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Pearson, not Apple, to blame for failed L.A. schools technology program

Though the Los Angeles Unified School District's demand for a multi-million dollar refund from Apple has grabbed headlines, the failure of the $1.3 billion program to create a new digital curriculum for Los Angles students appears to lie primarily with educational publishing company Pearson.




In addition to threatening litigation against Apple and Pearson — the two primary contractors on the project —  the district has also asked for refunds from Chinese PC manufacturer Lenovo and California computer distributor Arey Jones, according to the Los Angeles Times. Pearson's unusable software was cited in those requests as well.

In March, project director Bernadette Lucas told LAUSD staff in an internal memorandum that just 2 of 69 schools use Pearson's materials regularly, thanks to technical or other issues. The balance "have given up on attempting regular use of the app," she wrote.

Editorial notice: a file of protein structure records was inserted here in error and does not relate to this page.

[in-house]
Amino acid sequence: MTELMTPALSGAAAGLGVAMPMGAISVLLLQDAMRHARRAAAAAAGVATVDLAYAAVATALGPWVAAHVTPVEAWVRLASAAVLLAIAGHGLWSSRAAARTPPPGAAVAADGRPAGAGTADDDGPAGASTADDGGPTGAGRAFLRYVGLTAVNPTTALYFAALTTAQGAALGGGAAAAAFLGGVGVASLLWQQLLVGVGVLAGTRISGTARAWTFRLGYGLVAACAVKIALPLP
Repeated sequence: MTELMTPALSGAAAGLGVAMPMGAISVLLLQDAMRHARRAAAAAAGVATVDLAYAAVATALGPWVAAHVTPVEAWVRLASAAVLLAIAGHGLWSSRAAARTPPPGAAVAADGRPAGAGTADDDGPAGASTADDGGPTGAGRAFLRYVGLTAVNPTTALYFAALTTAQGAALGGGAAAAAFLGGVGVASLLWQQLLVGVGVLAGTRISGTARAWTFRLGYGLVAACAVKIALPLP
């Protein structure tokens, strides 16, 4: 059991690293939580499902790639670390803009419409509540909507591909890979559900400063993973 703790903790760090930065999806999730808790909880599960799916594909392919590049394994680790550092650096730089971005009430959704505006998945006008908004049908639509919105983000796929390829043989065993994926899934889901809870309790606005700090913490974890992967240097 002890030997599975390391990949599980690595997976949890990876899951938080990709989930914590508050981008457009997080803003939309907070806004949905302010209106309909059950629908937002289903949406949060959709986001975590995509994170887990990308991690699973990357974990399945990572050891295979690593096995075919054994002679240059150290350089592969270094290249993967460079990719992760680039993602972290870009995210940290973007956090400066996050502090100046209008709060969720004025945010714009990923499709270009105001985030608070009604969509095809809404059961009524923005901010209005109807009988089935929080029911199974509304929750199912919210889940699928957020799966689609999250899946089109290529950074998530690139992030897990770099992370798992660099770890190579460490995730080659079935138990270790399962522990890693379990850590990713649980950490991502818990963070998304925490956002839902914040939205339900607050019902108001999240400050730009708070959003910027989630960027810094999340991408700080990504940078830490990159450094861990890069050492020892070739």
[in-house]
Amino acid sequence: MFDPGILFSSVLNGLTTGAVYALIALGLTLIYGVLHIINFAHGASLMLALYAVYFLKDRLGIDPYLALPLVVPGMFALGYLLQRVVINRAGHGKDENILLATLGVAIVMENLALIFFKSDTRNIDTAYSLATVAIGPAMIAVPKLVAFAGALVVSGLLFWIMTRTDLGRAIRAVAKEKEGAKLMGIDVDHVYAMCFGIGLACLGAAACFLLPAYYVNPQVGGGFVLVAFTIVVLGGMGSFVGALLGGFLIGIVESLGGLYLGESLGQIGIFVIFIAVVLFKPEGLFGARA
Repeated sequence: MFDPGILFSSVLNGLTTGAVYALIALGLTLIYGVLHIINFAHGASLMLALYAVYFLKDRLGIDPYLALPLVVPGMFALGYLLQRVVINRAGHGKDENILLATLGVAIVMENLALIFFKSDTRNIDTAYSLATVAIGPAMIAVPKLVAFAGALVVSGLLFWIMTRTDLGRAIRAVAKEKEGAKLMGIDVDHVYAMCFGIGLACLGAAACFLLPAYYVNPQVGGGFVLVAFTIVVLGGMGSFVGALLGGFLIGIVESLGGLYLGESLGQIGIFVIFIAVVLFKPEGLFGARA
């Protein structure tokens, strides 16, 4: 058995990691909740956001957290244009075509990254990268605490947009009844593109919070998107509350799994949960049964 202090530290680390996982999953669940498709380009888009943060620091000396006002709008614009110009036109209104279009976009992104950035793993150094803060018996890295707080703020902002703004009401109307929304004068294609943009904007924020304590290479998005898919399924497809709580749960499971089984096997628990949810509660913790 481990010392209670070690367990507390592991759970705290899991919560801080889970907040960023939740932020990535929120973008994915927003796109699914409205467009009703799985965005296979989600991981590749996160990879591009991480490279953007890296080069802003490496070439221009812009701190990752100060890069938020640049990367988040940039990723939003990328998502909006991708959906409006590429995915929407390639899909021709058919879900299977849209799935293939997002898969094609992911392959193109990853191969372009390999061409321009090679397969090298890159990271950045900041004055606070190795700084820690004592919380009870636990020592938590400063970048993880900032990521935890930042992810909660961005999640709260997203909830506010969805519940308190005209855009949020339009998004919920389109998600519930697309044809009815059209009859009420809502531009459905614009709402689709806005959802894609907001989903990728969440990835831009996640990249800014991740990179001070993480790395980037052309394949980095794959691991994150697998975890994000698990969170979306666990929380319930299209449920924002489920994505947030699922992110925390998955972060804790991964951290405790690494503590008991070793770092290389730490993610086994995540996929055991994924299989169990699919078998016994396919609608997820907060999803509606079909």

Under the terms of Apple's contract with the district, the company was responsible for provisioning one iPad per student with a number of apps, including Pearson's digital curriculum, on board. Pearson acted as a subcontractor for Apple, and was slated to deliver the new curriculum in three phases.

According to a Pearson scope-of-work document attached to the project, the curriculum was to be a "unique digital design created expressly to make use of the Apple iPad."

Critically — and despite being listed in workflow documents as a prerequisite — Pearson's software was not ready prior to the start of the project. District administrators were only provided with samples.

This means that in effect, the district bought iPads to run software that did not yet exist.

"I believe that it is time for Pearson to either deliver on its promises immediately or provide us with a refund so that we can purchase curriculum that actually works for our students," board member Monica Ratliff said.

Separately, LAUSD counsel indicated that the district is "extremely dissatisfied with the work of Pearson," and is prepared to meet with Apple, Lenovo and others to discuss "the dissociation from Pearson and recoup the costs of Pearson licenses that we paid for but have been unable to use."

Apple still bears some blame as the primary contractor for the project, but appears to have handled the hardware rollout well. While the situation remains fluid, it seems unlikely that Apple will contract with Pearson again, regardless of the outcome in Los Angeles.